News items Continuous monitoring of patients most important vital signs improves patient safety
23 March 2022

The ViSi Mobile is a wrist monitor that can measure patients' most important vital signs day and night (24/7). After almost 5 years of trial runs and scientific research, the Radboudumc will now deploy this wrist monitor on 7 wards and 117 beds to improve patient safety. Research shows that thanks to the wrist monitor and the timely detection of patient deterioration, there are 32% fewer unplanned ICU admissions.

During hospitalization, patients' most important vital signs (blood pressure, heart rate, temperature, respiratory rate and oxygen uptake) can deteriorate. To detect this in time, a nurse assesses these key body functions daily using the modified early warning score (MEWS). This score reflects the degree of instability of the patient at that time. Since the introduction of the MEWS, the number of unplanned ICU admissions decreased as well as hospital mortality. However, research showed that because of the interval measurement of the MEWS, the intermediate deterioration of key body functions may be missed.

In order quickly detect that a patient is deteriorating, the American company Sotera developed a new tool: a wrist monitor, called ViSi Mobile. This wrist monitor allows you to monitor patients' breathing, heart rate, blood pressure, saturation and skin temperature day and night.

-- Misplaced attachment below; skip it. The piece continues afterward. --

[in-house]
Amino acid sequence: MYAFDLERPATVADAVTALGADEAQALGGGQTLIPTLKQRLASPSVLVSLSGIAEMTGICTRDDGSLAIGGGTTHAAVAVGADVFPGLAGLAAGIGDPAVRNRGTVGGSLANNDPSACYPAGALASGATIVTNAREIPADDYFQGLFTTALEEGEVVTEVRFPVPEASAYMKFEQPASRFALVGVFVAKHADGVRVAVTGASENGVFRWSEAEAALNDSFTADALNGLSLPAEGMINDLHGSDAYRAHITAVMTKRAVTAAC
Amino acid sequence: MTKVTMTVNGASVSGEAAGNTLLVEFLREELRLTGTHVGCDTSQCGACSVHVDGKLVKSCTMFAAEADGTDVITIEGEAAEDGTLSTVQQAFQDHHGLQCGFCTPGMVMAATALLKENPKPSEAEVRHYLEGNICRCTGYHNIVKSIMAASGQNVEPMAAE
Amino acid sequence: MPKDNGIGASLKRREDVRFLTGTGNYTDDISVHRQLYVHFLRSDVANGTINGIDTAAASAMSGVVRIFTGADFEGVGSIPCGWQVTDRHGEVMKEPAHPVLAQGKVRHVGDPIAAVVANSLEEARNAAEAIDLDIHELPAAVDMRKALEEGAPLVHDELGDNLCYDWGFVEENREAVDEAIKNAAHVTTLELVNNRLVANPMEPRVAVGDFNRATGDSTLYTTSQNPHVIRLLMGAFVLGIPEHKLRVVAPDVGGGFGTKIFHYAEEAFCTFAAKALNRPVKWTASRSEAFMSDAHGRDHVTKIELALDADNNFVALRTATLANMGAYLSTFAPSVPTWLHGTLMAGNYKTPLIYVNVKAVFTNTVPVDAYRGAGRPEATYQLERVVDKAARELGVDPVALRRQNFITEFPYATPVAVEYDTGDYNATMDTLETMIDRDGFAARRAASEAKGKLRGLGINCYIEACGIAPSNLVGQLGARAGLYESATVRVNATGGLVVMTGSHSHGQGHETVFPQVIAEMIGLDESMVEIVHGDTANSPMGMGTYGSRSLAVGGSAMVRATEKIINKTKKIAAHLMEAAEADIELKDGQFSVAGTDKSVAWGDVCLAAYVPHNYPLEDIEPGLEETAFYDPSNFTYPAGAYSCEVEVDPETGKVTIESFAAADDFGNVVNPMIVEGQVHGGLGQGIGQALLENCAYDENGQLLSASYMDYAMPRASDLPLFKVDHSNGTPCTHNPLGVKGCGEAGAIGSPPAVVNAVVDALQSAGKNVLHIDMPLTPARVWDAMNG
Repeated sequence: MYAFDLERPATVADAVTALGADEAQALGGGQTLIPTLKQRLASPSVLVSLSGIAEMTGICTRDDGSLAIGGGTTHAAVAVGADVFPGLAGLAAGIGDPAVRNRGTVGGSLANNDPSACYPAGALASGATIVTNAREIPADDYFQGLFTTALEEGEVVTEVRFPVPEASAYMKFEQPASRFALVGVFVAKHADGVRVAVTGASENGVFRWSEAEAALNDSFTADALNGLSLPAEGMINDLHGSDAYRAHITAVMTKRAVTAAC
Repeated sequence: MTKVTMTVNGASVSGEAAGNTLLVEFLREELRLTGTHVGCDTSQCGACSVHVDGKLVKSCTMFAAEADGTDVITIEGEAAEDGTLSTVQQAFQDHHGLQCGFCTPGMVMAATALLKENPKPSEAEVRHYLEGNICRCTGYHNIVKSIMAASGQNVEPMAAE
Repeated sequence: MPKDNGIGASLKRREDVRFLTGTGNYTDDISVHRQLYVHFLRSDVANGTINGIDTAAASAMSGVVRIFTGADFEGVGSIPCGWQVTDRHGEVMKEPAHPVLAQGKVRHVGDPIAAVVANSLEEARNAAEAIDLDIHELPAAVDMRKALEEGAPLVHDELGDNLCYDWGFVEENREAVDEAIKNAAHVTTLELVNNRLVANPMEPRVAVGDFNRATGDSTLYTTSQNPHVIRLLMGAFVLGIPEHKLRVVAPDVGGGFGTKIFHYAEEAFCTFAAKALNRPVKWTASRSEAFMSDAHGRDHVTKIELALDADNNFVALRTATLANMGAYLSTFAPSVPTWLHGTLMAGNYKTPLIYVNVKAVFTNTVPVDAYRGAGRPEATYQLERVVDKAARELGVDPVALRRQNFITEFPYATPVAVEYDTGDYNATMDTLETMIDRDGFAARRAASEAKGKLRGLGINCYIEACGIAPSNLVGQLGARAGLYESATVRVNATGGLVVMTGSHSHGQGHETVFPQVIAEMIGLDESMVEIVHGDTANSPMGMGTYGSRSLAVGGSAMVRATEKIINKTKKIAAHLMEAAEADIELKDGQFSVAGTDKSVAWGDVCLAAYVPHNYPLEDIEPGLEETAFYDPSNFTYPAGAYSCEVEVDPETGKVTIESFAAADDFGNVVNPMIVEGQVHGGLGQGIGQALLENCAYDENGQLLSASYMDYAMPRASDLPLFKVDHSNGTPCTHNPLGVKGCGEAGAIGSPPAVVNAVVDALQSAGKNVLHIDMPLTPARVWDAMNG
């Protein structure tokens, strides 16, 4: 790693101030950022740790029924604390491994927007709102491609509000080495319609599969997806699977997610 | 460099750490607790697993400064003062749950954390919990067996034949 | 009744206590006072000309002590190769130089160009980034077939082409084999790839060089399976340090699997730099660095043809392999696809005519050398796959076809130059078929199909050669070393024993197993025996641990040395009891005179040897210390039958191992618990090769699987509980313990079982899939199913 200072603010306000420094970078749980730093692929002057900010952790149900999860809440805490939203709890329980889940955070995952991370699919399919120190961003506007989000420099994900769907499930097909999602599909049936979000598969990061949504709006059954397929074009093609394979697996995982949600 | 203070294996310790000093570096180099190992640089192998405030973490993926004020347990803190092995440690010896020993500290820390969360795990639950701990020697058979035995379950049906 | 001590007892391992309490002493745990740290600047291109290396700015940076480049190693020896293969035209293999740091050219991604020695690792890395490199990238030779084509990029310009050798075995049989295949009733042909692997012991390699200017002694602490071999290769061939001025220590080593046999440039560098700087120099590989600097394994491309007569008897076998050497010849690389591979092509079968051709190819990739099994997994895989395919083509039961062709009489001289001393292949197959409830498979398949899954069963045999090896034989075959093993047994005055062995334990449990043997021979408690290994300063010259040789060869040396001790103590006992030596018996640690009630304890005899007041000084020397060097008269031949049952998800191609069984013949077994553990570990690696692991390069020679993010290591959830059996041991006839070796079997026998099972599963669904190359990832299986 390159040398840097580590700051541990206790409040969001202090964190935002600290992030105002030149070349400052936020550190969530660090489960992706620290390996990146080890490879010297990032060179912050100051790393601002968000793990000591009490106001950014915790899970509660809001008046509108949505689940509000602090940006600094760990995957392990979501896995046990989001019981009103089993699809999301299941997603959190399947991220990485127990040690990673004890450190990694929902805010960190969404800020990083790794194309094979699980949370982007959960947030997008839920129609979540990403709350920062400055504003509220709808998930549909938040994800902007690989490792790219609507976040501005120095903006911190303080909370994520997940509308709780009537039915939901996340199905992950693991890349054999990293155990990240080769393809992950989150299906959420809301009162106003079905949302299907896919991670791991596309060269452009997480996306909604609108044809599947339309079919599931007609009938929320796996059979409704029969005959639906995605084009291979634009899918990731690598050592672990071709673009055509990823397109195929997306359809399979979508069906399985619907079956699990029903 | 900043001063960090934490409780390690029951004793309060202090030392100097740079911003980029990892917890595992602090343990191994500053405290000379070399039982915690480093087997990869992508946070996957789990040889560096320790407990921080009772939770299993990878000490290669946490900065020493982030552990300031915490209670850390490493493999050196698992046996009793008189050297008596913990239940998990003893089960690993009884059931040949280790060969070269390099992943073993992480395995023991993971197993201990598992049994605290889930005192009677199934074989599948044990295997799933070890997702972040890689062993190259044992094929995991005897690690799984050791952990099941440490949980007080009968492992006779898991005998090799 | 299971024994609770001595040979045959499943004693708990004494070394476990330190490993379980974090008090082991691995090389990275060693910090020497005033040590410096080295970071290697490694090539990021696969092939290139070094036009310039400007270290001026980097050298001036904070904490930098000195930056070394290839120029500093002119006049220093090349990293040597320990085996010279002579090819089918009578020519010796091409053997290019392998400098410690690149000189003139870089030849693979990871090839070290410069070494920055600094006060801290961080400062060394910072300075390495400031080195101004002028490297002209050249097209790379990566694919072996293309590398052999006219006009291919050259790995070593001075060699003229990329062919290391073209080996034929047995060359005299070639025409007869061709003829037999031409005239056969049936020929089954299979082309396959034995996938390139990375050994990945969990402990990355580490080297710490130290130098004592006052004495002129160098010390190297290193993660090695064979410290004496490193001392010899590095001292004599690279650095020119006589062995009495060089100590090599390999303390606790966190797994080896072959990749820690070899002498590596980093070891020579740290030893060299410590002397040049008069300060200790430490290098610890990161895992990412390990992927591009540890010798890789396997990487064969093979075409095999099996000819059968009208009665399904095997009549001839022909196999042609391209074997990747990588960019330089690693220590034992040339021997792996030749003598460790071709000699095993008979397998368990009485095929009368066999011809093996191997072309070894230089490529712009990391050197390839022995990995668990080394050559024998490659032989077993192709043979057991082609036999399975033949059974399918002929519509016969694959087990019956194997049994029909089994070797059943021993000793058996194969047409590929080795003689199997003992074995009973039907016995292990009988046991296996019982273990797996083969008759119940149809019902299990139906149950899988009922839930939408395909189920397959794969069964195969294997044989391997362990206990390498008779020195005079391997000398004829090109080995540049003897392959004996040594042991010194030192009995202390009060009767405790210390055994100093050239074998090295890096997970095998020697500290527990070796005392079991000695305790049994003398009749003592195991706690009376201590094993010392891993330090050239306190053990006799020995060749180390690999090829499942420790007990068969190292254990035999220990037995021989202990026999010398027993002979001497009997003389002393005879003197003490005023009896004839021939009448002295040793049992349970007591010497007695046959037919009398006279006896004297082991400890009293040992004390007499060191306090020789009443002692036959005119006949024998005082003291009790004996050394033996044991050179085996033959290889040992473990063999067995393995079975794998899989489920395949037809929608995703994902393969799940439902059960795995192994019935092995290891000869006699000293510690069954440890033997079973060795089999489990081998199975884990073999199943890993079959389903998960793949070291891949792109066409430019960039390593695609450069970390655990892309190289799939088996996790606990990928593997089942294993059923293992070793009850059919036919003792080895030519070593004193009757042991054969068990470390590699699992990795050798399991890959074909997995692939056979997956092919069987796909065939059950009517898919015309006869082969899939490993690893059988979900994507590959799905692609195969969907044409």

The ViSi Mobile system with the wrist monitor.

32% fewer unplanned ICU admissions

In 2017, surgeon and professor of surgical education Harry van Goor and internist Bas Bredie began a trial of wireless continuous (24/7) monitoring of key body functions in 60 patients in the departments of Surgery and Internal Medicine at Radboudumc. The study examined the extent to which the number of unplanned ICU admissions decreased since the introduction of this ViSi Mobile.

Recently published research by Yassin Eddahchouri et al. (2022) showed that with the introduction of the ViSi Mobile from August 2017 to July 2019, there were 32% fewer unplanned ICU admissions compared to the years prior to this intervention. In addition, the number of calls to the medical emergency team (MET) within the Radboudumc decreased. A total of 2,023 patients, without the ViSi Mobile and 1,873 patients, with the ViSi Mobile, were included within this study.

Deployment during COVID-19

With COVID-19, the rollout of the ViSi Mobile gained momentum. All isolated patients on a nursing ward could be monitored remotely with the ViSi Mobile. A drop in the patient's oxygen level could be spotted more quickly, and appropriate oxygen therapy could be initiated quickly. In addition, the patients reported feeling safer and the system generated many positive experiences among medical staff.

Complete product

After the successful trial period of almost 5 years, more than 10.000 monitored patients and several studies, the Radboudumc will use the ViSi Mobile as a full product to improve patient safety. On March 18, 7 departments (117 beds) officially went live with the latest version of the wrist monitor. These are the departments of Surgery, Internal Medicine, Gastrointestinal Diseases, Urology/Gynecology, AOA (Acute Admissions Department), Neurology and Neurosurgery.

‘This is my life!’

An admitted patient in the Surgery Department enthusiastically told nurse Robin Verweij what he thought of the pulse meter. On his left wrist he wore his own smartwatch, on his right wrist the ViSi Mobile. Laughing, he made the comment, lifting his left arm first and then his right: 'This is my time and this is... my life!'

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